Cornell University, USA, and IZA, Germany
IZA World of Labor role
Professor, Charles H. Dyson School of Applied Economics and Management, Cornell University, USA
Development economics, international economics, labor economics, regional economics, economics of uncertainty and information
Associate Professor, Department of Applied Economics and Management, Cornell University (January 2003–June 2010); Assistant Professor, Department of Applied Economics and Management, Cornell University (August 1999–December 2002); Assistant Professor, Department of Economics, Southern Illinois University (August 1995–May 1999)
PhD in Economics, The Johns Hopkins University, USA, 1995
“Contract employment as a worker discipline device.” Journal of Development Economics 149 (2021) (with A. K. Basu and V. Soundararajan).
“Contract employment in developing countries.” In: Zimmermann K. F. (eds). Handbook of Labor, Human Resources and Population Economics. Cham: Springer, 2021 (with A. K. Basu and V. Soundararajan).
“Sweatshop Labor." In: Zimmermann K. F. (eds). Handbook of Labor, Human Resources and Population Economics. Cham: Springer, 2020.
“Employer power, labor saving technical change, and inequality.” In: Banerjee, A., K. Basu, and E. Verhoogen (eds). Development, Distribution, and Markets. Oxford: Oxford University Press, 2021 (with R. Kanbur).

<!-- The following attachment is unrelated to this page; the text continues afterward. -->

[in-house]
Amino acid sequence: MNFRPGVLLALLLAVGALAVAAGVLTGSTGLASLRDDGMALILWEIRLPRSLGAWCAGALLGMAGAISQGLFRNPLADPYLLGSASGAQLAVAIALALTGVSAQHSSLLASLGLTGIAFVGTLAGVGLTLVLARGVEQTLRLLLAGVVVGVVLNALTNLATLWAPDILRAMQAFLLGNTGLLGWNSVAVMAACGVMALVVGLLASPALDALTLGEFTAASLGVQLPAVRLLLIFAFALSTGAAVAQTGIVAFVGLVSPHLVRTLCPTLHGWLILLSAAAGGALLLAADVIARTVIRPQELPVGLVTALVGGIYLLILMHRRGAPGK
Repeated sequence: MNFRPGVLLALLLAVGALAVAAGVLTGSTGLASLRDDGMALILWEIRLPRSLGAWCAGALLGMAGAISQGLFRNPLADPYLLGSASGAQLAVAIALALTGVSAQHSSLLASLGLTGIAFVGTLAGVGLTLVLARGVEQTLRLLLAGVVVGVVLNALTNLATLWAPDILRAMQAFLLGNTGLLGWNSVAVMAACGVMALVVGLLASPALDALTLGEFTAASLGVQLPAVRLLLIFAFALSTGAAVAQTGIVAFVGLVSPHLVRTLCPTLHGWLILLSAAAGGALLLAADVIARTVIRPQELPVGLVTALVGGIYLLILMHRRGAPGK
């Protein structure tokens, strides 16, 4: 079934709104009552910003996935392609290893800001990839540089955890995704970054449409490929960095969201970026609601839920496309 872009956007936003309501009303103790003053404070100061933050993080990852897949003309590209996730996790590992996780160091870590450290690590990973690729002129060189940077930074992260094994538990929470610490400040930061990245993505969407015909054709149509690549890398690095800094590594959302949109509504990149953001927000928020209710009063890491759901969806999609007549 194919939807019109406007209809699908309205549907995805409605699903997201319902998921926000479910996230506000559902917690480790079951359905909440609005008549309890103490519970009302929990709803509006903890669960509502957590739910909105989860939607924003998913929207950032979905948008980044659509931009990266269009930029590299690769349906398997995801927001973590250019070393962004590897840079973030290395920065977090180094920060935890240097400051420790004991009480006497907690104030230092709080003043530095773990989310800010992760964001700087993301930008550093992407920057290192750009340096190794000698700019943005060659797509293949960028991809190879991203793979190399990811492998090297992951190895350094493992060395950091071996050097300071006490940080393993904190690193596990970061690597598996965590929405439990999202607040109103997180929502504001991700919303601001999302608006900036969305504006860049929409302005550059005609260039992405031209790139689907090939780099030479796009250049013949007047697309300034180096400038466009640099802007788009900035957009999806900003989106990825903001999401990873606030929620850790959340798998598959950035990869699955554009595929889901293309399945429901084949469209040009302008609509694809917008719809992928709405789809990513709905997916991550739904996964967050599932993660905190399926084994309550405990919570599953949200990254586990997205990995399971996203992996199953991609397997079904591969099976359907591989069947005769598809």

“Rethinking border enforcement, permanent and circular migration.” Economic Modelling 108 (2022) (with A. K. Basu and B. Park).
Lessons learned and questions remaining about offshoring and labor markets in developing countriesDeveloping countries are often seen as unquestionable beneficiaries in the phenomenal rise of global value chains in international trade. Offshoring—the cross-border trade in intermediate goods and services which facilitate country-level specialization in subsets of production tasks—enables an early start in global trade integration even when the requisite technology and knowhow for cost-effective production from scratch to finish are not yet acquired. A growing economics literature suggests a more nuanced view, however. Policymakers should be mindful of issues related to inequality across firms and wages, labor standards, and effects of trade policy.MoreLess